Too hot outside to be standing too long in front of the stove or grill? Maybe it's time for a Stirum dinner. Stirum is a traditional prairie supper as old as the days of the sod shanty - a meal that could fill you up to work long hours without being too heavy and one that was easy to make in times of few resources.
And now that I have more fresh lettuce than I know what to do with, it's an excellent time to make it the main meal! Stirum is basically salad with little pieces of broken-up thick pancake on top served with a light dressing - a perfect fast easy meal for days when no one wants a big dinner.
I tried to find where the word 'Stirum' came from and whether it was a German or German-Russian dish but there is very little out there as far as history on this dish. I found this surprising as I would imagine it's a very common recipe to this day and done a thousand ways.
I did find that the word 'stierum' appears to be part of the Schwäbisch German dialect (the region near Stuttgart), which makes sense since we believe my father's family was from that area before moving to Odessa, Russia and then the Dakotas. One source said the word 'stierum' means 'chopped pancakes' (believable, since this is basically what it is). The most simplistic explanation out there suggested it's a variation on stir 'em (short for 'stir them') - however, this seemed a little too 'Americanized' of an explanation to me. I'll be traveling to Germany in August to visit my husband's family so I'll have a little side mission to investigate the origin!
- Batter: 3 eggs, 1 cup milk, 2 tsp sugar, ½ tsp salt, 2 cups flour
- Dressing: 2 tbsp mayonnaise, 2 tbsp milk, 2 tbsp vinegar, 1 tsp sugar, salt and pepper
- Fresh leaf lettuce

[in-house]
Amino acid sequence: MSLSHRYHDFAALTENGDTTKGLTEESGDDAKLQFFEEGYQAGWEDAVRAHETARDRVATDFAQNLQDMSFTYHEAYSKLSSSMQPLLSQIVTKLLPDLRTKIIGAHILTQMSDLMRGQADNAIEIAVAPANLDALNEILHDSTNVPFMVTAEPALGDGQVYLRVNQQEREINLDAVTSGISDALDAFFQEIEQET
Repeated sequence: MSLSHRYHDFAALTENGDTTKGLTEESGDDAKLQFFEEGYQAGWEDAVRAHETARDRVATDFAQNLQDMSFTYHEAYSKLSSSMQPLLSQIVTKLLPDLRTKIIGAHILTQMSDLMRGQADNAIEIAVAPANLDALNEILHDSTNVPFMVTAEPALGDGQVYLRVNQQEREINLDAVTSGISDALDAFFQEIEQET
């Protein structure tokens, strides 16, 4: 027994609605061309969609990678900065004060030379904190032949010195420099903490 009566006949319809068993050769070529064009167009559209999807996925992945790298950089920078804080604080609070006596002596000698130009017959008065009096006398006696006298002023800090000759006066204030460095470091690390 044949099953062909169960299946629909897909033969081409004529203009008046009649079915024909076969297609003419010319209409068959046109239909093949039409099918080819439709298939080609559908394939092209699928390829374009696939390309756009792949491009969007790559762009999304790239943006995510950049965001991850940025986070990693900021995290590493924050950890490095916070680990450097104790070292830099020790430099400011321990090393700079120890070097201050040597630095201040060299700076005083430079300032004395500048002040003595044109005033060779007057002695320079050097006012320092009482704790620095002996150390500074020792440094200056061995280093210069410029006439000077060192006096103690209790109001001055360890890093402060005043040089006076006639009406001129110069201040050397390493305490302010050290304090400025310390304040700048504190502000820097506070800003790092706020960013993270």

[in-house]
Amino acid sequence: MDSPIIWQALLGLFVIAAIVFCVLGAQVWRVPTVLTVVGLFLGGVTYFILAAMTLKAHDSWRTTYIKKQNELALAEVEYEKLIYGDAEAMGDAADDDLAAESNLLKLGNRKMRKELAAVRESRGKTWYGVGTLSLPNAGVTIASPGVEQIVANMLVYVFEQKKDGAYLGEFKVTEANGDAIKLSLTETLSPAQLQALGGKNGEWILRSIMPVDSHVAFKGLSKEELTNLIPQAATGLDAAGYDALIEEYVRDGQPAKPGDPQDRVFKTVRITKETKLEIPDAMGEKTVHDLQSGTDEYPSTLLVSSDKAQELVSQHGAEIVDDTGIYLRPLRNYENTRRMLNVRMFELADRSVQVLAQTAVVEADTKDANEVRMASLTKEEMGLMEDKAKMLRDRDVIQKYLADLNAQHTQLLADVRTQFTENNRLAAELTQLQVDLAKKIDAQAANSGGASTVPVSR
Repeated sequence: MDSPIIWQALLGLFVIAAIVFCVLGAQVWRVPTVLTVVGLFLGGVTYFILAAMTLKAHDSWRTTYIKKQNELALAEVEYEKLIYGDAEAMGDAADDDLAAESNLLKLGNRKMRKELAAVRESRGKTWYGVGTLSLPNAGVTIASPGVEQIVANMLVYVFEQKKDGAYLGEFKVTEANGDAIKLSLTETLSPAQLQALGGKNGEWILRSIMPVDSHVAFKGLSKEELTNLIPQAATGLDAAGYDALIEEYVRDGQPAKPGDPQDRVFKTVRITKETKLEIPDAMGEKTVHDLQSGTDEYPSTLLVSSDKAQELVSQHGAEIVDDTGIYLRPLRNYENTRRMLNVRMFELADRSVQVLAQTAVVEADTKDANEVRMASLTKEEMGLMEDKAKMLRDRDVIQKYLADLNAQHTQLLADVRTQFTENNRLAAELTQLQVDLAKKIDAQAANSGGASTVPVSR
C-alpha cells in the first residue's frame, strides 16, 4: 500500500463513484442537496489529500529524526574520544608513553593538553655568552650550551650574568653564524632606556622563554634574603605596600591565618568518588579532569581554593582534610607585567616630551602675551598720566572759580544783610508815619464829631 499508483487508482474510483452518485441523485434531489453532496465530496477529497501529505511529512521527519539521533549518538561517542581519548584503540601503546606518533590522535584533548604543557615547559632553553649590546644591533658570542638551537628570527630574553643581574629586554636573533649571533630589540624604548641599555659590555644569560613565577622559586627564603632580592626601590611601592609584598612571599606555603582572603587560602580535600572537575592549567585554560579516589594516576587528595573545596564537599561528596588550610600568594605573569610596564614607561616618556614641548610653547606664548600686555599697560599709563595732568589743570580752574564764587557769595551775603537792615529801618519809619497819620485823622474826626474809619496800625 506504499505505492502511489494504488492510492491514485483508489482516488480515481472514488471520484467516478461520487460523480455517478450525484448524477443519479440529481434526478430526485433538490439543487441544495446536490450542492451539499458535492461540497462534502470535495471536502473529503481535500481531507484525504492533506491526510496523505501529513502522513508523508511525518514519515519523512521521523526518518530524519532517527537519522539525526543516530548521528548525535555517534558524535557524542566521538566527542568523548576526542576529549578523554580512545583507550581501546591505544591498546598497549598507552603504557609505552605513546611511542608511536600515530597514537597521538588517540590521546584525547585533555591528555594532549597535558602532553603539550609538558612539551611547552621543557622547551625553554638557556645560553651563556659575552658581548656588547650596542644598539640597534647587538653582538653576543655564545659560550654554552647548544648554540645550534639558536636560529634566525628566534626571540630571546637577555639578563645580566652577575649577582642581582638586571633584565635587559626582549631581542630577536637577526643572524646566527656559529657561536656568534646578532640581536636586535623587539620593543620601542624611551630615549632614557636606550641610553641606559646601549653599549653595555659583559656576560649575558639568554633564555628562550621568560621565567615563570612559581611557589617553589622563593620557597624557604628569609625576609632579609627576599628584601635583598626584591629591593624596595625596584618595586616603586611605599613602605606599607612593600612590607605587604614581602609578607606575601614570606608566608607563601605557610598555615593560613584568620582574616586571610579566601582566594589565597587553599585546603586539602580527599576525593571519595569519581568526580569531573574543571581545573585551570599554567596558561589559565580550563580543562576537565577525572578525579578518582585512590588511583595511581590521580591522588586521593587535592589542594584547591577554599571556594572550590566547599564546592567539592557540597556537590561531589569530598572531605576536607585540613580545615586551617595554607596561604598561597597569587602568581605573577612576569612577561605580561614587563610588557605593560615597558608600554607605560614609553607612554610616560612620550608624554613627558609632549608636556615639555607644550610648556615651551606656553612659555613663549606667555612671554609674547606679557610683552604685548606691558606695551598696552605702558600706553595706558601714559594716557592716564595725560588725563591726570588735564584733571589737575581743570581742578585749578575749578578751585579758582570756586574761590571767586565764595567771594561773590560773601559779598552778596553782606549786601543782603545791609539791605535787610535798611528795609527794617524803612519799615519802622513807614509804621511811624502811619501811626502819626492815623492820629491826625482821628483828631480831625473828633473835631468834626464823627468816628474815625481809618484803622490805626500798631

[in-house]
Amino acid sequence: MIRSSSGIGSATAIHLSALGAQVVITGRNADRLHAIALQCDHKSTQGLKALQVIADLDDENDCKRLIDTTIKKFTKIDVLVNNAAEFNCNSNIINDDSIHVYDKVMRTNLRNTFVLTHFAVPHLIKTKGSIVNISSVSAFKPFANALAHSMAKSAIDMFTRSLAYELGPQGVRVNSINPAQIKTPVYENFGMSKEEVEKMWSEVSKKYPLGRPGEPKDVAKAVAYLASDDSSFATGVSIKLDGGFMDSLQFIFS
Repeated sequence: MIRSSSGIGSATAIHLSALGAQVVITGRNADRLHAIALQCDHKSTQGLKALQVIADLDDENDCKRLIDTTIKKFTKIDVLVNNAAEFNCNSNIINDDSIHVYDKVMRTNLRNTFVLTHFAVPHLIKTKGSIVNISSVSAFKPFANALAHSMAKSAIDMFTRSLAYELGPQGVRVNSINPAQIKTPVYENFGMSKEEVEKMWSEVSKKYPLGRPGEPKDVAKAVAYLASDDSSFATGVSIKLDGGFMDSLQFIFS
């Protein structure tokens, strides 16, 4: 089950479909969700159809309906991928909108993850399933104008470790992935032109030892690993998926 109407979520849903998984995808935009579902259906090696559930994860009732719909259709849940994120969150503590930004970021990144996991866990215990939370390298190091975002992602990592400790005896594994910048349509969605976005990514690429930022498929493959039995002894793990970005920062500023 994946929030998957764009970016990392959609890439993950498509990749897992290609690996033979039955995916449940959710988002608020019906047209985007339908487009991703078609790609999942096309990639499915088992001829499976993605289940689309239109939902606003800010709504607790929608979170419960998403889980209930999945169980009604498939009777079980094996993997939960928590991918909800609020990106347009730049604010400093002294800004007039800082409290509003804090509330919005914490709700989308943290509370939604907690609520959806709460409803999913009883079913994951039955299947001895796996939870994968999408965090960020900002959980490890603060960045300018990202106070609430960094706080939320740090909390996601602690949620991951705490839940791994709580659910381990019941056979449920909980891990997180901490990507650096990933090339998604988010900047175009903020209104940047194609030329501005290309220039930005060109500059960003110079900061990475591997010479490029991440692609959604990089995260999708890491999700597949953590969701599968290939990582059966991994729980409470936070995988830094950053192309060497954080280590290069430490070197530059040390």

- Mix batter (should be a little thicker than pancake batter)
- Add 1-2 tbsp oil in fry pan then pour in batter size of a pancake.
- Allow to brown on one side, flip it over and then break into pieces allowing to fully cook through.
- This amount of batter makes 2 large pancakes that can be broken up into small pieces.
- Serve stirum pieces on top of fresh lettuce and drizzle the dressing on top.
There are a few other variations out there that use baking powder or small differences in the combination of eggs and flour compared to my grandmother's recipe but they are essentially the same basic pancake.
My favorite variation I came across made me realize I had already tried it without knowing it was a relative of stirum!
Last Fall, my husband and I visited Vienna, Austria. For dessert one evening, we shared 'Kaiserschmarrn'', a popular dessert you can find throughout Austria and southern parts of Germany. I usually take pictures of all my food adventures when I travel (Exhibit A below) but I must have been too busy devouring it at the time so I don't have a picture of the yumminess we ate - this picture from Wikipedia looked the closest.
It is basically the same recipe with raisins added to the batter (in some recipes raisins soaked in rum). The final little pancake pieces are sprinkled with powdered sugar and cinnamon and served with applesauce (or other fruits like plum or lingonberry sauce) for dipping.
So maybe next time I make stirum for dinner, I'm going to double the batch and have half for dessert!
Stay cool out there!
Exhibit A: Austrian food adventures
|Enjoying sturm not stirum!
|Gröstl (pork and potatoes hash)||Afternoon coffee|